|Title||Biotemplated Silica and Silicon Materials as Building Blocks for Micro- to Nanostructures|
|Publication Type||Journal Article|
|Year of Publication||2015|
|Authors||Courchesne, N-MDorval, Steiner, SA, Cantu, VJ, Hammond, PT, Belcher, AM|
|Journal||Chemistry of Materials|
|Pagination||5361 - 5370|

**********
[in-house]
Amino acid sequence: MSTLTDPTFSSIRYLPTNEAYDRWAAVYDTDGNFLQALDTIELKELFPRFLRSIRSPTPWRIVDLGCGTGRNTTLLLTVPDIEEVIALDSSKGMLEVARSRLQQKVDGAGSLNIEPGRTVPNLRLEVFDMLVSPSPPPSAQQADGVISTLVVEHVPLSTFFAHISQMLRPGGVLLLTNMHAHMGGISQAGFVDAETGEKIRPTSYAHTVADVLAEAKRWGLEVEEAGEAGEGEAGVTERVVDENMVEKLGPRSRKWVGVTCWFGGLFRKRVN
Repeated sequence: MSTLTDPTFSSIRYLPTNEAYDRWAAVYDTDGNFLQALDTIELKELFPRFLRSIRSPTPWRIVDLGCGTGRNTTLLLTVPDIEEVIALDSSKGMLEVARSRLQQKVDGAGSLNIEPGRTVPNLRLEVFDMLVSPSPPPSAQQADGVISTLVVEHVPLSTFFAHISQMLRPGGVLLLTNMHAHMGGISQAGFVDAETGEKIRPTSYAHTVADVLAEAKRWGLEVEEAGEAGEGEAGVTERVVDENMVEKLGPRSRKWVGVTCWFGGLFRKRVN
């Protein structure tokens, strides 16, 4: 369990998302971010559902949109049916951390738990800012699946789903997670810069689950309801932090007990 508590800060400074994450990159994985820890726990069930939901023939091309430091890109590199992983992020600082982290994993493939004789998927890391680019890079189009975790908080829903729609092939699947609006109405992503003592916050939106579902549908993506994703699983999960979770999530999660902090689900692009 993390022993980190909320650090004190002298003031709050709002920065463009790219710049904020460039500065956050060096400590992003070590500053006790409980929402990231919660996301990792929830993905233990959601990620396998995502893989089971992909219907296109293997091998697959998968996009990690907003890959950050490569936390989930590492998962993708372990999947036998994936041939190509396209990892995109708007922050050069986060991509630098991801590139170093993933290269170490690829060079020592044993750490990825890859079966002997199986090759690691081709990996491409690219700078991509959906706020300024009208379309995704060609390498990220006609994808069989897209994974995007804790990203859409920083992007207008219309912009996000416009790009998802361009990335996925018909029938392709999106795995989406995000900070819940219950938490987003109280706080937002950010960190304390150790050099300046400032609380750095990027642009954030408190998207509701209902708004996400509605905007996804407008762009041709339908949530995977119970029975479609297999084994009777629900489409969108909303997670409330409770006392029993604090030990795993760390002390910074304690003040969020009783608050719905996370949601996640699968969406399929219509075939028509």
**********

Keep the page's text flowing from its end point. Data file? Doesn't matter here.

Silicon is essential in several energy-related devices, including solar cells, batteries, and some electro-chemical systems. These devices often rely on micro- or nanostructures to function efficiently, and require patterning of metallic surfaces. Currently, constructing silicon features at the micro- and nanoscale requires top-down energy-intensive processes, such as e-beam lithography, chemical etching, or anodization. While it is difficult to form silicon in aqueous solution, its oxide, silica, can easily be synthesized using sol gel chemistry and nucleated onto templates with diverse shapes to create porous or continuous architectures. Here, we demonstrate that novel silica nanostructures can be synthesized via biomineralization, and that they can be reduced to silicon using magnesiothermal reduction. We selected three biotemplates to create silica structures with various aspect ratios and length scales. First, we use diatomaceous earth as a model silica material to optimize our process, and we also biomineralize silica onto two microorganisms, the high aspect ratio M13 bacteriophage, and the helical Spirulina major algae. During our process, the shape of the materials is preserved, resulting in silicon nanowires, nanoporous networks, spirals, and other micro- and nanostructures with high surface area. Our method provides an alternative for the creation of silicon nanostructures, using preformed silica synthesized in solution. The process could be extended to a broader range of microorganisms and metal oxides for the rational design of on-demand micro- and nanostructured metals. In addition, we show that the intrinsic composition of the biotemplates as well as their growth medium can introduce impurities that could potentially be used as dopants in the final silicon structures, and that could allow for tuning the composition of n-doped or p-doped biotemplated silicon for use as semiconducting building blocks.